Image from: www.amazon.co.uk
What the ‘Blurb’ says:
‘Welcome to Wormwood: a place where curiosity is discouraged and no one has ever left.
Until one girl, Vega Jane, discovers a map that suggests a mysterious world beyond the walls. A world with possibilities and creatures beyond her imagining.
But she will be forced to fight for her freedom. And unravelling the truth may cost Vega her life.’
I’m a fan of Fantasy and Sci-fi and, in a recent conversation with a friend on the subject of reading, they recommended and lent me, the ‘Vega Jane’ Series.
Book one started with great promise. Vega Jane and the rest of the characters were very well formed and I liked the initial underlining feminist message, running throughout the story.
However, I found many problems with this novel. Firstly, the writing was a major problem for me, particularly the vocabulary that was used by the characters.
Wormwood is supposedly a fictional place, on an unknown planet. So it didn’t come to surprise, that the characters used a fictional language.
The problem with that was, when a character used a fictional word, as a reader, you had to hazard a guess at to what the characters were talking about. Also, made up words were used, where they weren’t particularly necessary. For example, ”Lights’ were ‘days’ and ‘slivers’ were ‘time’. For me, it wasn’t entirely necessary to use alternative words for these things and this vocabulary was being thrown in, to try and make the setting of the story, more interesting. I would have preferred the use of fictitious words for some of the more exotic things, found in the environment of Wormwood.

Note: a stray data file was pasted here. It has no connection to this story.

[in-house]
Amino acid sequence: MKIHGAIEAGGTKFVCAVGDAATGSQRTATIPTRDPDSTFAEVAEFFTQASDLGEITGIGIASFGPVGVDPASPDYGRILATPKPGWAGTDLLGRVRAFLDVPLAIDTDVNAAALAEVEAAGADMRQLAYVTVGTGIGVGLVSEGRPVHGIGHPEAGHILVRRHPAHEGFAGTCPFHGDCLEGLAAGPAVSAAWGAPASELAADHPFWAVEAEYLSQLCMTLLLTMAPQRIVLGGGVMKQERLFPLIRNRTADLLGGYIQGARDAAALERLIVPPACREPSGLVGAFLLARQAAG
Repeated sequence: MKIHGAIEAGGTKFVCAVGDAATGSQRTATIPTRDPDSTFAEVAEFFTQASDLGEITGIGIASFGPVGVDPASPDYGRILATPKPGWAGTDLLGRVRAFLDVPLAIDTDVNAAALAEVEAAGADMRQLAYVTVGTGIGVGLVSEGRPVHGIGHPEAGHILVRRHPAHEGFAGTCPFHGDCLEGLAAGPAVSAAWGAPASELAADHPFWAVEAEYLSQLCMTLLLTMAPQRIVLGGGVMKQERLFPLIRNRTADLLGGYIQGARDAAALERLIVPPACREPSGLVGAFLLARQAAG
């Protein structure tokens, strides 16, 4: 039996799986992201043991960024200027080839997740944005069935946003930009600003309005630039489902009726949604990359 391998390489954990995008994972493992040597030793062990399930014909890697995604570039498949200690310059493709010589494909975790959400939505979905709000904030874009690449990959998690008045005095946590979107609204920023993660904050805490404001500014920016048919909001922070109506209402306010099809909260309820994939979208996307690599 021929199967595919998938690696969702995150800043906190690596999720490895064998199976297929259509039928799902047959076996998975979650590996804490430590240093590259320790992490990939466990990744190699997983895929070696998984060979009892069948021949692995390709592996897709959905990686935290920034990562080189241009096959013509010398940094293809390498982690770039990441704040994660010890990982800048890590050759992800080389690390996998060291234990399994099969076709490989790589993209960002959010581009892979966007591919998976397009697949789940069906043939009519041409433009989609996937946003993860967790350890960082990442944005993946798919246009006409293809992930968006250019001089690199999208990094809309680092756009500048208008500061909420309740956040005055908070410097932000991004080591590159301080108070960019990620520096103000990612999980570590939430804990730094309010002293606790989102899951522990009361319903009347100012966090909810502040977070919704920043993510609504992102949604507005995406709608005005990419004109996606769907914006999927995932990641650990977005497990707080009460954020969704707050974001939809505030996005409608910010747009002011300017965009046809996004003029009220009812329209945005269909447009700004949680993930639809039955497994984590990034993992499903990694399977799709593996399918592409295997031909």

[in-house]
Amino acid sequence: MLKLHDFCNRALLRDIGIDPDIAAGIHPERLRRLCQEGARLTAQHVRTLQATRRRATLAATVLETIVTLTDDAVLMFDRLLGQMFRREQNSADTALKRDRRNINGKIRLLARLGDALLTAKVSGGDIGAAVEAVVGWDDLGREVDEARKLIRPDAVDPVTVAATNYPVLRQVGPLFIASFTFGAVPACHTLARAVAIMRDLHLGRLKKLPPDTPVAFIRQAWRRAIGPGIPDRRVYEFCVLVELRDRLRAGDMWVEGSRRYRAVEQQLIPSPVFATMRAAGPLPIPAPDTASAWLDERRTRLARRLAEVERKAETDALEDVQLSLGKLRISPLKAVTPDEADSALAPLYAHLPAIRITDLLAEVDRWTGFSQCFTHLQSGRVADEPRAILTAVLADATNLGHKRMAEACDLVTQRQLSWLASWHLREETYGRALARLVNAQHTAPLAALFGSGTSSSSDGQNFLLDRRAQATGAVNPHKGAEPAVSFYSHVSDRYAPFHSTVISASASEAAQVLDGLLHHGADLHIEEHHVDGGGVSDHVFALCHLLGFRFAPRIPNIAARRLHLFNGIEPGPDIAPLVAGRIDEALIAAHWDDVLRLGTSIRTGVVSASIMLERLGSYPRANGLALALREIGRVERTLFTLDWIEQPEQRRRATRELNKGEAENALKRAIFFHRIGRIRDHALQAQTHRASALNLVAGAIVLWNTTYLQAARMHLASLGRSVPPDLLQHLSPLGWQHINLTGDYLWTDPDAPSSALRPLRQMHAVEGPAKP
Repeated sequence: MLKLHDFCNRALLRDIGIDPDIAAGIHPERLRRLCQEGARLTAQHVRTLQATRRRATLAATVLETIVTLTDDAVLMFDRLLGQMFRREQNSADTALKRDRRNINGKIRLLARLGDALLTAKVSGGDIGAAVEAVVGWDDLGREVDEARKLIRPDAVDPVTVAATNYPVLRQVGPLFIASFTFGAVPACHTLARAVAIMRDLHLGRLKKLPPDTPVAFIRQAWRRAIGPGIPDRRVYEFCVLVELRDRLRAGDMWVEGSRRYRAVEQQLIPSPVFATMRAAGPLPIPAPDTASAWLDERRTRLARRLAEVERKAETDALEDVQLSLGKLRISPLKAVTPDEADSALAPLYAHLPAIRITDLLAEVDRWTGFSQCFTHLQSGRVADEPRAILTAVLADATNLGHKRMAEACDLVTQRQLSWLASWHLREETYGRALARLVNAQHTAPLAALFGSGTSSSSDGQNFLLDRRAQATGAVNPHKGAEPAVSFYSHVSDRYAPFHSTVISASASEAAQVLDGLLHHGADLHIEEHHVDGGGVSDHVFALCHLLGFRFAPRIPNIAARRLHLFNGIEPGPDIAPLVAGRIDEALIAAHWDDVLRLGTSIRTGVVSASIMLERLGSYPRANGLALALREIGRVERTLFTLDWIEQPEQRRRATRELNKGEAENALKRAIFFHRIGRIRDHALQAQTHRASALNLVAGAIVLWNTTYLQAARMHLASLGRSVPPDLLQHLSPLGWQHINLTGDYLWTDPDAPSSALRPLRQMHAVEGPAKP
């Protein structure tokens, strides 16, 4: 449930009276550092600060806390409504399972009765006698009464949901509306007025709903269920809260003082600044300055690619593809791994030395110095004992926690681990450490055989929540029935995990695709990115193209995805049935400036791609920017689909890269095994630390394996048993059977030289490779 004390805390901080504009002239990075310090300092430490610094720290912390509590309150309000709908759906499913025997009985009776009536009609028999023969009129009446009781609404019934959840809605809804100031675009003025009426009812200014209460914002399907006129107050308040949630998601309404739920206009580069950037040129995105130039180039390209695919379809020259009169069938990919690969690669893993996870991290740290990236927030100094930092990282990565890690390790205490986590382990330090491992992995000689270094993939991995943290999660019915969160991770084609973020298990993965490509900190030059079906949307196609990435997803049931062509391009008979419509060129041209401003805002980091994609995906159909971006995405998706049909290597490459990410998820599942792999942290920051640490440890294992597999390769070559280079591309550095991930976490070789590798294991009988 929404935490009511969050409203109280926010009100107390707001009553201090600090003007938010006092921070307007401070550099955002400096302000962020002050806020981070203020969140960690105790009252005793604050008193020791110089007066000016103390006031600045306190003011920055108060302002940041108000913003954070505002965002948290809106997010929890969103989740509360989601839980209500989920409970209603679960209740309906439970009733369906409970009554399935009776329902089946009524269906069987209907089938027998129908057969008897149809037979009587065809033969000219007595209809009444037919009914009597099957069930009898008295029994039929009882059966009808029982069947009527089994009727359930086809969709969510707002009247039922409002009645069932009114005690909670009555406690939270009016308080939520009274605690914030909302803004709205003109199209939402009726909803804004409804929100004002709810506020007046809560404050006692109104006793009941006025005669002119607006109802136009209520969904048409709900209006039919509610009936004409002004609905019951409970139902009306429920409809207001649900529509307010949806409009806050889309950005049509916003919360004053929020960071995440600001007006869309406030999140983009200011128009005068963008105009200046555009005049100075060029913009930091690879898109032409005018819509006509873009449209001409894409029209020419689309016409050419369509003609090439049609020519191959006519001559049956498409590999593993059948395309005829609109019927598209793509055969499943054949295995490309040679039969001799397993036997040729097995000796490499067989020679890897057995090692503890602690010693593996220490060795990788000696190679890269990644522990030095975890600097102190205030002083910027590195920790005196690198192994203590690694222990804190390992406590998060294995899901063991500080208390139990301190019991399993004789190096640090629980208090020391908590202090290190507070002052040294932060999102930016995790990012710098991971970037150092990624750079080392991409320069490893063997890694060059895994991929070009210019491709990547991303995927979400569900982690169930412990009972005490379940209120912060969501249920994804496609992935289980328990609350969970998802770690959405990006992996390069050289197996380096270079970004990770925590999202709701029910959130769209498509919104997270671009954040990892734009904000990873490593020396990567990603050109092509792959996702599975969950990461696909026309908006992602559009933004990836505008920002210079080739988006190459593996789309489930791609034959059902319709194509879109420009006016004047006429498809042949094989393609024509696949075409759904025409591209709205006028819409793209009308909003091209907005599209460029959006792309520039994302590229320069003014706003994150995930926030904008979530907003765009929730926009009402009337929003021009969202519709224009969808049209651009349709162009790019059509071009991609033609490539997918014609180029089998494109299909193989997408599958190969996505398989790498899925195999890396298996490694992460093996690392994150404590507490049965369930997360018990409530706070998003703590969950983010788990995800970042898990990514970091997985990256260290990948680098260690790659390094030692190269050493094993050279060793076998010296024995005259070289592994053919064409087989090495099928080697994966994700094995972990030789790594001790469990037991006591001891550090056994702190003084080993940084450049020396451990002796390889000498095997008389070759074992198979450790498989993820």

Also to confuse things even further, more modern words like ‘bloke’ were used, which gave this weird mish mash, between the modern and the fantasy world, the book took place in. I think what David Baldacci was trying to do, was to make the situation and characters more relatable to its predominately teenage audience. What this combination of language actually did, was to cause me to step out of the world that was being created, rather than being drawn into it.
The plot was generally good. Although, as Vega was learning more about her powers, there were no real explanations as to why she had them. I know this is a series and I suppose that during the course of the novels, there will be more explanation, but I felt like something should have been explained.
Also, Vega inexplicably finds weapons at the exact times she needs them, without any explanation about where they came from. It was as if David Baldacci found Vega in a tight spot, so he decided to drop weapons from the sky. For me, that wasn’t logical and was a bit lazy on the writer’s part.
I did enjoy the tension which ran through the book and that kept me reading until the very end. I was fully prepared, as I neared the end of book one, to continue reading the rest of the series. However, the last three chapters totally put me off reading the rest of the books, for several reasons.
Firstly, Vega Jane was a strong female character, who had guts and fought to survive. So it was totally out of character, at the end, for her to start worrying about what she looked like and what boys thought of her. To me, that totally contradicted the message that the rest of the book was trying to send.
Also the resolution to the novel, like some of the other elements in this book, seemed to come from no where. I felt totally disappointed at the weak ending.
This novel had interesting promise and a great female protagonist, but it missed the mark entirely for me.
If you like reading fantasy novels, with strong female characters, I wouldn’t suggest reading this. Read the ‘Hunger Games’ Trilogy instead.
My Rating: **
Like my Reviews? Or do you prefer reading other types of posts? Go over to my blog poll and vote on what types of posts you would like to see in the future.